Following Money, though, gender took a surprising turn. In 1972, the sociologist Ann Oakley published Sex, Gender, and Society, in which she drew from Money’s work to argue that sex is biological and gender is cultural. In doing so, she asserted that biology is not destiny, hoping to liberate women from the confines of a biologism that sought to enforce their subordinate status. In a recent interview, contemporary sexologist Anne Fausto-Sterling says, “I found [gender] very useful in those early days when we were arguing against the idea that women were biologically incapable of participating in the public sphere.” Oakley’s sex/gender distinction was adopted by feminist activism and is the version we know today, leaving gender’s dark underbelly—the forced normalization of intersex youth—to be forgotten.
In the past few decades the academic discourse has grown more complicated, as scholars have pointed out the myriad ways in which sex and gender are entangled. Arguably the most important development in this history was Judith Butler’s publication of Gender Trouble in 1990, where she argued that “gender ought not to be conceived merely as the cultural inscription of meaning on a pregiven sex . . . gender must also designate the very apparatus of production whereby the sexes themselves are established.” Meaning, while sex is often seen as the biological basis for gender, we can also come to see gender as the ideological basis for sex. Research on biological sex and sex differences, for example, is not performed in a bubble, but by people who are immersed in a gendered society and who—knowingly or unknowingly—bring their social and cultural beliefs about gender into their research.
More recently, Anne Fausto-Sterling, author of Sexing the Body: Gender Politics and the Construction of Sexuality (2000), has led to a sort of revival of Butler’s position. Her work is a part of what some call the “return to biology” in feminist theory, as she argues that “material embodiment needs to be part of the theoretical discussion.” Understanding sex is obviously important to understanding gender, as the former provides a material basis for the latter. However, she says, “Social institutions such as gender . . . certainly provide the framework within which biologists do their research, so gender ends up shaping experiments, methods, descriptive language, and conclusions. The two are intertwined. Neither precedes the other” (emphasis my own).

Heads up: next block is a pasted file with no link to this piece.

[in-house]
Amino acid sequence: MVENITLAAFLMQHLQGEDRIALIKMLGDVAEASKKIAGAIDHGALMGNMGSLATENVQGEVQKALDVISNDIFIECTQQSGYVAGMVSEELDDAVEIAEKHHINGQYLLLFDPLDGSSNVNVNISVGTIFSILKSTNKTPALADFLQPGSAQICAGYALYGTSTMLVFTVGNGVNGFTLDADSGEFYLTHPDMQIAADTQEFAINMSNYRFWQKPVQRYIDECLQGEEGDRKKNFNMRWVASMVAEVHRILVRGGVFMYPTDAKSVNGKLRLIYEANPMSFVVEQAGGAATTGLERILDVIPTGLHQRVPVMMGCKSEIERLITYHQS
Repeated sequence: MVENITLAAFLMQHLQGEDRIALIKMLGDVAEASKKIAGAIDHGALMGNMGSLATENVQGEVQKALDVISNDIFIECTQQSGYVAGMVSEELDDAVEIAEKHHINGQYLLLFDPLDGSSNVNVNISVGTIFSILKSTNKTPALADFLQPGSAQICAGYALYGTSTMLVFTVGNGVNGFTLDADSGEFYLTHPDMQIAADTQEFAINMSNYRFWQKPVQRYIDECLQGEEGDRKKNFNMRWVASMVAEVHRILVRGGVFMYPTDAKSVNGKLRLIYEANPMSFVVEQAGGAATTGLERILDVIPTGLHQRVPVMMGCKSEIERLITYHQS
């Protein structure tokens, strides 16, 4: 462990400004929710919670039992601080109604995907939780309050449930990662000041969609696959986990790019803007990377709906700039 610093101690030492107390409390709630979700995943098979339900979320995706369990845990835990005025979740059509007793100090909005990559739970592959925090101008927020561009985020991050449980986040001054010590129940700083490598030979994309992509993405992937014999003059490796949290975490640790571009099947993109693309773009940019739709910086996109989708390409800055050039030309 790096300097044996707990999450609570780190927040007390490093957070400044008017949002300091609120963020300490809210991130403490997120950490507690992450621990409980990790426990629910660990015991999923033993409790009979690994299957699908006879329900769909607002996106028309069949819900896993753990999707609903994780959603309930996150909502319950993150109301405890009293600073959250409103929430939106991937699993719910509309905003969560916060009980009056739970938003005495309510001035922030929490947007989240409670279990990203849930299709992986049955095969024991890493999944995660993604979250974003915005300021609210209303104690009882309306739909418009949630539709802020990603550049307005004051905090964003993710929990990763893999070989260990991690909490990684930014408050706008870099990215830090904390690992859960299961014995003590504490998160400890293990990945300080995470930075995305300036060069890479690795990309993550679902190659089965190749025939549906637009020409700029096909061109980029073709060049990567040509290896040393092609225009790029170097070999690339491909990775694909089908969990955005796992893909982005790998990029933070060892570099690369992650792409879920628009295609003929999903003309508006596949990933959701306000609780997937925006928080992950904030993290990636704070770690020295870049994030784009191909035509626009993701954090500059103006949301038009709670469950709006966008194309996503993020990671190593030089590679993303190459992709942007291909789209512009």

For years we have been telling people that “sex and gender are completely different,” but if there is one lesson we can take from this complicated history, it is that gender and sex are not so different after all. Some researchers have taken to saying “gender/sex” to recognize that “the biological and the sociocultural are typically inseparable.” In telling people that gender and sex are entirely different matters, we not only obscure the history of gender itself, we also allow people to neatly shift their essentialist thinking from gender to sex, without questioning that very essentialism.
For example, while the Penn swimmers were drafting their letter, Lia Thomas had been hormonally transitioning for three years. By this point, the actions she had taken because of her identity had meaningfully changed her sex. But because of the ways the sex/gender distinction has pervaded our rhetoric surrounding transition, Lia’s teammates were able to assert that she was merely changing her gender, conveniently ignoring the biological reality of transition.
We ought to be more careful with our rhetoric about sex and gender. In the same interview I quoted above, after being asked whether she thinks sex and gender are concepts that must be differentiated, Fausto-Sterling replies,
My answer to this has to be contextual. At a theoretical level, I believe that sex and gender are two sides of the same coin. As such they constitute one another in a manner that makes them inextricable. At a practical level, however, I often distinguish between them, either for political reasons—to break open a biological determinist argument or point of view—or for empirical investigation. Sometimes it can help to bracket the interconnections in order to more effectively examine some small part of one side of the coin. This approach can work if one remembers the need to reintegrate partial findings into the whole coin.
For all the effort to drive them apart, sex and gender have become, in effect, “two sides of the same coin.” And if there’s anything to learn from the Penn swimmers’ letter, it’s that maybe this is a good thing.
By which I jokingly mean sex reassignment surgery (SRS), also referred to as gender affirming surgery (GAS). Since gender for cis people revolves around the presence or absence of a penis, trans people are often asked whether we have had or are planning to undergo “the surgery,” not realizing that there are many other surgeries a trans person may choose to undergo for their transition, including orchiectomies as well as facial feminization/masculinization procedures.
The following information comes from Rubin (2005), ‘“An Unnamed Blank That Craved a Name”: A Genealogy of Intersex as Gender.’ For further reading, I recommend the third chapter of Jules Gill-Peterson’s Histories of the Transgender Child: “Sex in Crisis: Intersex Children in the 1950s and the Invention of Gender.”